Both of us, along with my .243 wedding gift rifle (thanks, in-laws!) snuck around the tree, and sure enough, clear as day, there was our buck. Feeding up the mountain, not a care in the world.  Broadside.  200 yards.

From our encounter the night before, we knew this buck couldn’t be trusted. Time could not be wasted.

I plopped down on my bottom, got both my knees up to provide as steady a rest as possible, and z0omed in my scope, preparing to let a bullet fly (bullets I reloaded myself, mind you). No, it wasn’t the best shooting scenario, but we really felt like we didn’t have enough time to get set up rock steady for this one. Most of the time, we would have taken more time. Not when you’re looking at a coues deer like this at 200 yards.  We were in his bubble already and weren’t going to chance it.

It’s not always pretty

“As soon as you feel steady and your crosshairs aren’t floating off his body, let it go. We need to get this one down,” Brandon said.

I took his words to heart, and squeezed my trigger. I heard the shot ring out, and anxiously awaited that “WHOP!” sound that is music to a hunter’s ears.

But I never heard it…

Instead, as I was instinctively loading another cartridge into the chamber, I heard Brandon say, “You missed, get back on him!”

Which is the opposite of music to a hunter’s ears. More like the most dreaded words imaginable. And, fortunately, until that day, not something I had heard much at all.

I got back in the gun, steadied myself again, and let another one go. Again, no “WHOP!”

And that’s about where I absolutely lost it. I begged Brandon to just shoot it himself, obviously I wasn’t capable. I was frustrated with myself and shaking my fist. During all this, our buck continued to feed along the mountainside, completely oblivious to the fact two rifle bullets had been lodged in his direction in the past two minutes. I’m not sure he ever even lifted his head.

But he refused, took the gun, loaded ‘er up for me since I was severely lacking in composure, handed it back, and just said, “Kill him.”

Somehow, I came back around, got my crosshairs lined up right, and squeezed.

This time, it connected. On the shoulder, and a little forward, but still a lethal shot. He was sightly quartered to me and I held a bit too far forward.  Our buck jumped and kicked, then stumbled into some brush. I loaded another of my Nosler partition reload specials, and scanned the brush through the scope, while Brandon searched with the binoculars. I told him I saw something that could be the deer, but it may also be a rock.

After watching awhile, he confirmed my suspicion. “You know that thing you think is a rock?”


“It’s the deer. His head is to the left.  He’s still alive.  Get another bullet in him.”

Not knowing how good he had been hit, we weren’t very patient.  I pride myself on my shooting ability and was the least bit happy with the situation.  One shot kills had been the norm before and this had taken entirely too long already.  It was time for me to finish the job.

So I did.

And our buck came busting out of that brush, creating quite the excitement as he came right to us and ended up at one point within 50 yards.  He turned downhill and crashed through the trees below us.  It may have taken another bullet but our buck was finally down.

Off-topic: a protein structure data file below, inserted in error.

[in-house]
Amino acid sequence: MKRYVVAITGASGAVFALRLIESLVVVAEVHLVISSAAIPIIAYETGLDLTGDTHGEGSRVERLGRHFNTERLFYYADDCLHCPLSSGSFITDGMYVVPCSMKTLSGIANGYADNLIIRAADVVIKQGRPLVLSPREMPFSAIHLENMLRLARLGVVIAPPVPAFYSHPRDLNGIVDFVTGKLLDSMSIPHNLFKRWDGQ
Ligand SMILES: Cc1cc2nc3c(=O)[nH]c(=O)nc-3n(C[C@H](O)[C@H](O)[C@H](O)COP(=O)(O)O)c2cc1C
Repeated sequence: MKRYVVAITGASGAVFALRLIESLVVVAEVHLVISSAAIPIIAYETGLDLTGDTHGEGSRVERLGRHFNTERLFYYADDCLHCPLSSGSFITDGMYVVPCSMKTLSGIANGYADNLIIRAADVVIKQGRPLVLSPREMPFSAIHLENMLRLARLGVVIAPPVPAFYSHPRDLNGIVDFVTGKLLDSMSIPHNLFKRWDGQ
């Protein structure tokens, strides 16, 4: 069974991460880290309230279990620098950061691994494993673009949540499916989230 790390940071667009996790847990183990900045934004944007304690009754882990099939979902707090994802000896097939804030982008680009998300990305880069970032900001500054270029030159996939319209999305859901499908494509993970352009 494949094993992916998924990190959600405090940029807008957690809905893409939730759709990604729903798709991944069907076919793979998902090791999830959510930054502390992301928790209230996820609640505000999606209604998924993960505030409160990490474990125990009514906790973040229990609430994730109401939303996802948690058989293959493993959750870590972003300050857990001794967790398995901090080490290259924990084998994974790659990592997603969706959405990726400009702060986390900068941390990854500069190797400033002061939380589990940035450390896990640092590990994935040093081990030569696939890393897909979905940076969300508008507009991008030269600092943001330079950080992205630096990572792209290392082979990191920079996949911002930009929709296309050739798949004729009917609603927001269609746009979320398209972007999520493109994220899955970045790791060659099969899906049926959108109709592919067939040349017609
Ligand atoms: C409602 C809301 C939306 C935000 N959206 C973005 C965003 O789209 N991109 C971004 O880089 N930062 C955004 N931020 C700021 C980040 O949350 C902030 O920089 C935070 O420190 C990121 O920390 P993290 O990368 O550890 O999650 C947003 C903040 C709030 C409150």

So no, it wasn’t pretty at all.

But he sure is:

The Bionic Buck

He’s an inline four-point, which I found out is pretty rare in coues deer (I’m still learning). We taped him that evening, and found he grosses 105.5″, including an extra little cheater point and the beginnings of a drop-tine. The fourth points and extras were all sweet surprises when we got down to him, since we had only had a chance to get him in the glasses long enough to know we needed to shoot him.

The rest of the story

Now, I wish I could just tell you that’s where the story ended, and we toted him off the mountain and back to camp without a worry.

But that’s just not what happens when you’re hunting with my husband.

You see that blue sky behind us in the picture? Pretty, huh?

That was at the end of our two-hour photo-taking session (which is still a sore subject around our house, since the photographer was only looking at how the deer looked in the pictures, and was not concerned with the fact my hair took on a life of its own, or his suggested positioning had me spread-eagle in half the pictures).  We were on a very steep mountain and finding a good camera position proved challenging to say the least.

That blue sky quickly turned to rolling clouds of dark gray, descending down into our little circle of mountains. So low, I felt like I could almost touch them. Did I mention we hadn’t even started retrieving meat yet? No? Because we hadn’t. And snowstorm two of the trip was quickly closing in on us.

Enter Katie Freakout Number Two of the day.

We had one quarter cut off our deer when it started hailing, with winds whipping, sky rumbling, clouds rolling. Let me tell you, this Texas swamp girl is still not comfortable with mountain storms. Brandon, on the other hand?


Annoyed by me, but unfazed by the weather.

The weather aside, I was also convinced one of the four bears we had seen two days earlier (the big red one, in particular, which had appeared just over the top of the ridge from where we were) would be lured to the scent of our dead deer. When we were about half finished, Brandon’s foot slipped on some rocks, and I jumped out of my skin, just knowing it was a bear coming down the mountain behind me. Obviously, it was not.

The hail continued the whole time we were cutting, cooling and packing our meat. We loaded all the meat in Brandon’s pack, and I helped him heft it on, just happy to finally be getting off the mountain and into shelter soon. Of course, as I’m lifting my own pack on (filled with some of the gear from Brandon’s), the strap holding the head and hide to the front of it broke.

We got things rearranged as best as possible, and were finally able to begin our descent. The hail had receded to rain, and I only slipped four times on my way down, with the deer head flopping on one side of my pack the whole way. Not ideal, but we made it.

And most importantly in my book, lived to tell about it.

Which is something I always question when venturing into the mountains with this guy:

We hunted another day as Brandon was on a mission to find his mysterious trio of bucks that had haunted us for three years now.  Day five hiking back up to our mountain, Brandon just kept telling me the “middle buck” of the trio would make it all worth it.  They are still there and we will likely be back on top of Mt. Leister next year looking for them, unless of course we draw our “trophy” tags!